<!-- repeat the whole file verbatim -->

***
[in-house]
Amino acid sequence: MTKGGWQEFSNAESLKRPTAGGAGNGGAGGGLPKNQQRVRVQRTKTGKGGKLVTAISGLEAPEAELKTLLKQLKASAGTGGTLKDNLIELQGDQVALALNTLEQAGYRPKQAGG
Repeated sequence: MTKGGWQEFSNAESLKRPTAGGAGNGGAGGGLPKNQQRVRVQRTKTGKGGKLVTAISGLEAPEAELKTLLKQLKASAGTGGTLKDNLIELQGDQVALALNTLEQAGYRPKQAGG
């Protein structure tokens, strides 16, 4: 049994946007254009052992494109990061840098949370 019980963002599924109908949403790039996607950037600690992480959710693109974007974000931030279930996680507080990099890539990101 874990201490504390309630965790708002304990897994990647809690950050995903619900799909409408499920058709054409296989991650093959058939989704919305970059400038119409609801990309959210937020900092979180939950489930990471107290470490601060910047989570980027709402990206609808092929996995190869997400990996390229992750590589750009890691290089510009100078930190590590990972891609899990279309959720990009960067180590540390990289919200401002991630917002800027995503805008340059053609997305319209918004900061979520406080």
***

[in-house]
Amino acid sequence: MTKGGWQEFSNAESLKRPTAGGAGNGGAGGGLPKNQQRVRVQRTKTGKGGKLVTAISGLEAPEAELKTLLKQLKASAGTGGTLKDNLIELQGDQVALALNTLEQAGYRPKQAGG
Repeated sequence: MTKGGWQEFSNAESLKRPTAGGAGNGGAGGGLPKNQQRVRVQRTKTGKGGKLVTAISGLEAPEAELKTLLKQLKASAGTGGTLKDNLIELQGDQVALALNTLEQAGYRPKQAGG
């Protein structure tokens, strides 16, 4: 049994946007254009052992494109990061840098949370 019980963002599924109908949403790039996607950037600690992480959710693109974007974000931030279930996680507080990099890539990101 874990201490504390309630965790708002304990897994990647809690950050995903619900799909409408499920058709054409296989991650093959058939989704919305970059400038119409609801990309959210937020900092979180939950489930990471107290470490601060910047989570980027709402990206609808092929996995190869997400990996390229992750590589750009890691290089510009100078930190590590990972891609899990279309959720990009960067180590540390990289919200401002991630917002800027995503805008340059053609997305319209918004900061979520406080």